Tracking changes in nutrient delivery to western Lake Erie: Approaches to compensate for variability and trends in streamflow

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Tracking changes in stream nutrient inputs to Lake Erie over multidecadal time scales depends on the use of statistical methods that can remove the influence of year-to-year variability of streamflow but also explicitly consider the influence of long-term trends in streamflow. The methods introduced in this paper include an extended version of Weighted Regressions on Time, Discharge, and Season (WRTDS) modeling that explicitly considers nonstationary streamflow by incorporating information on changes in the frequency distribution of daily measured streamflow (discharge) over time. Soluble reactive phosphorus (SRP) trends in annual flow-normalized fluxes (loads) at five long-term monitoring sites in the western Lake Erie drainage basin show increases of 109 to 322% over the period 1995 to 2015. About one-third of the increase appears attributable to increasing discharge trends, while the remaining two-thirds appears to be driven by changes in concentration versus discharge relationships reflecting higher concentrations for any given discharge during recent years. Trends in total phosphorus and three nitrogen parameters (total nitrogen, nitrate-nitrite, and total Kjeldahl nitrogen) at the 10 sites analyzed were much less pronounced, and commonly show decreases in concentration-discharge relationships accompanied by increases in discharge, resulting in little net change in total flux. Trends in monthly SRP fluxes and discharge, dissolved versus particulate fractions of nutrients, and N:P flux ratios were also evaluated. The methods described here provide tools to more clearly discern the effectiveness of nutrient-control strategies and can serve as ongoing measures of progress, or lack of progress, towards nutrient-reduction goals.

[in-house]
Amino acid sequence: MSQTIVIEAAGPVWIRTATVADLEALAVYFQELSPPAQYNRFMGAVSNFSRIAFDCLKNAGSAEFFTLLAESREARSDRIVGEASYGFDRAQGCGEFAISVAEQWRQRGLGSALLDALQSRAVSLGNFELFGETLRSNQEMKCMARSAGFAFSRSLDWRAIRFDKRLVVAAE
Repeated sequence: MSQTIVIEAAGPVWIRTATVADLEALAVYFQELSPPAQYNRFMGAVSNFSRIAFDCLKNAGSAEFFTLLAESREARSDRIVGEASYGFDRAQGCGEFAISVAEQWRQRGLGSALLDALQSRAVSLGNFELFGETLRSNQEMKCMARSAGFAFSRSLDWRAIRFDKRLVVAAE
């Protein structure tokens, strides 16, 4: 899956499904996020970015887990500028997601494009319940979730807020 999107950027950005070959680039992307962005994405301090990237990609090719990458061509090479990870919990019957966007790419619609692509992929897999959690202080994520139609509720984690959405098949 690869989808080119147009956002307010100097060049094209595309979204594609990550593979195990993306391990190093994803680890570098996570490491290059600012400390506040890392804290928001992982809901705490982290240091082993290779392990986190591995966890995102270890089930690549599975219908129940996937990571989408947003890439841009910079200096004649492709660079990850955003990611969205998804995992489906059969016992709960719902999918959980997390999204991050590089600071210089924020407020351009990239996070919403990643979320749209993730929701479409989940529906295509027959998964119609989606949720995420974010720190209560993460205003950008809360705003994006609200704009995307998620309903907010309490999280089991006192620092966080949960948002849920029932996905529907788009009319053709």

Choquette, A. F., Hirsch, R. M., Murphy, J. C., Johnson, L. T., & Confesor, R. B. (2019). Tracking changes in nutrient delivery to western Lake Erie: Approaches to compensate for variability and trends in streamflow. Journal of Great Lakes Research, 45(1), 21–39.

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